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Perspectives on Diabetes Care

This is the official blog of the Association of Diabetes Care & Education Specialists where we share recent research and professional opinions on diabetes care and education.


Explore Helpful Views on Diabetes Care & Education

If you're looking for professional opinions on diabetes care and education, you're in the right place. Perspectives on Diabetes Care is the official ADCES® diabetes care and education blog that shares helpful views on diabetes care and education. 

This is where you'll find practical tips on working with people affected by prediabetes, diabetes and related cardiometabolic conditions and the latest research and viewpoints on issues facing diabetes care and education specialists and the people they serve.



Current & Past ADCES Blog Articles


DSMT Sessions Completed: What's next for the patient?

Jul 12, 2010, 05:00 AM

What are you doing for diabetes follow-up self-management training?

As most of us know, Medicare will reimburse for 10 hours of diabetes self-management training in the first year. And, most of the other insurers follow these guidelines. DSMT is generally done in a group format (for 9 of the 10 hours) unless the patient has special needs which support the need for individual training.  We have made the transition from individual to group sessions (in spite of our early fears that this would not work). There are so many different types of classes, sizes of class, methods of teaching, etc. Those are great topics for other blogs.

What I am interested in is what we are doing in the subsequent years. Medicare, and many other insurers, supports 2 hours of follow-up training each year after the initial training. This may be done in a group or as one-on-one sessions. What are you doing for follow-up sessions?

When people come to our group classes in the first year, they seem to gain a great deal of information and enjoy the social interaction and camaraderie of the other class participants. Based on this, we have created group classes for the follow-up years. But, no one signs up!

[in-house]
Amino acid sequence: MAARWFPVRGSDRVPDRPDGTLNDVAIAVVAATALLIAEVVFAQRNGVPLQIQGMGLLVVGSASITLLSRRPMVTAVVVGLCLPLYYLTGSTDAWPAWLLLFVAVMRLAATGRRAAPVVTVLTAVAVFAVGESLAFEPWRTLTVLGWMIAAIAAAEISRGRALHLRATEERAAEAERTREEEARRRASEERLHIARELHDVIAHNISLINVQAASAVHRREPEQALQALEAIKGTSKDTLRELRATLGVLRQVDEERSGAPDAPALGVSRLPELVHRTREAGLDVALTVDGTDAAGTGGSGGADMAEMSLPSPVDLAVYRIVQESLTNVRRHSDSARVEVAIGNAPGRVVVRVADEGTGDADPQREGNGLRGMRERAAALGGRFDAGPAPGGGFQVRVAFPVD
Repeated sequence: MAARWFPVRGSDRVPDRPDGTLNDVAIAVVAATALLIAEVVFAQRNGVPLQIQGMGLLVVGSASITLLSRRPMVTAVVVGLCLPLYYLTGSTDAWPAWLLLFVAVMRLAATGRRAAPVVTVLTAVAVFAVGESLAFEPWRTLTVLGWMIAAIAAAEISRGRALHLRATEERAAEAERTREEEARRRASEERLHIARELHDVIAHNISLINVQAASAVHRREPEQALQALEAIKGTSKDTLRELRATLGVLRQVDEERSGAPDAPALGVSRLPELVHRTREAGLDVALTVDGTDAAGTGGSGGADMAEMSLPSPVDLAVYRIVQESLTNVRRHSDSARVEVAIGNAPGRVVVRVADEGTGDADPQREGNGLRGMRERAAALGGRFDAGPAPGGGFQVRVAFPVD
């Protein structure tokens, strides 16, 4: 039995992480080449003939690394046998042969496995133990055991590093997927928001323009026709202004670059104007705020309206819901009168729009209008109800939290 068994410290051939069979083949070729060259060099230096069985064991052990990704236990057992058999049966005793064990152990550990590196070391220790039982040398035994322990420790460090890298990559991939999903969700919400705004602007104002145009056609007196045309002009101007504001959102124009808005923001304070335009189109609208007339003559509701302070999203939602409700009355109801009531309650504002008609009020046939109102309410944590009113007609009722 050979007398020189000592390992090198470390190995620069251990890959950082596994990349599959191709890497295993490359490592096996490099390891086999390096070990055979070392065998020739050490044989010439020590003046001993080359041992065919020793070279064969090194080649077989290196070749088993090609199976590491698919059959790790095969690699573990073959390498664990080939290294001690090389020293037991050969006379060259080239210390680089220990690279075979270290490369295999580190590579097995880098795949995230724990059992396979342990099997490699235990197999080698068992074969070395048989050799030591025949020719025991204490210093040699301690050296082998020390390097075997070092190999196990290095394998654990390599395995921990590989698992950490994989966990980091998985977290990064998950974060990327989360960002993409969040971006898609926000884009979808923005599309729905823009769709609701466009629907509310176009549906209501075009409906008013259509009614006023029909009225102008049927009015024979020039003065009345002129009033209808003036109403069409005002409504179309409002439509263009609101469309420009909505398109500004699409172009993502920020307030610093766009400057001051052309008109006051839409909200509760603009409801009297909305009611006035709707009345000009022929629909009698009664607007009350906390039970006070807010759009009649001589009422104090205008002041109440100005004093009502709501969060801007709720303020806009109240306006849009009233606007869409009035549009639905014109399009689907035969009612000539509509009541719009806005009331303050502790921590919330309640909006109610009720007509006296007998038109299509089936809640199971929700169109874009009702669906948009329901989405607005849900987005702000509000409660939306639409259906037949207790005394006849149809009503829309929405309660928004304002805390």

We offer this to patients within our practice (a very big, busy diabetes practice). The class is about blood glucose checking and pattern management including the impact of food and activity. We make it sound more fun than “pattern management,” but still, no one signs up. We know that many people struggle with blood glucose fluctuations and frequently high and low blood glucoses. The diabetes education team spends a great deal of time working with patients individually managing this, often on the phone where there is no reimbursement.

But, it feels like we are constantly putting out fires rather than preventing the fires from starting. We may need to go back to the drawing board and revise the idea of the class or re-do some marketing.

So, what are you doing for the follow-up years? Individual? One-on-one? Or some combination of both?

If you are doing group classes, do you focus on certain topics or open it up to see what people need? How do you advertise your classes? What types of topics do you focus on or include? If you do group sessions, how many participants do you aim for in each session? What have you found works the best for you and the participants?

If you do individual sessions, how long do you spend for each visit and what is the frequency of visits? What type of format do you follow for the sessions? What areas do you find you spend time on?

Do you have any cool ideas for group classes that would help the rest of us? I am sure we aren’t the only ones struggling with this but also expect that some of you are having great success. I would love to have you share these successes.

There are so many that benefit from our services. Once we see people, they generally appreciate all we have to offer them. But, we can’t do that until we get them in to see us. Medicare and the other insurers support these follow-up hours so we should make the best of them! I am looking forward to some great comments from you on this topic.

Association of Diabetes Care & Education Specialists

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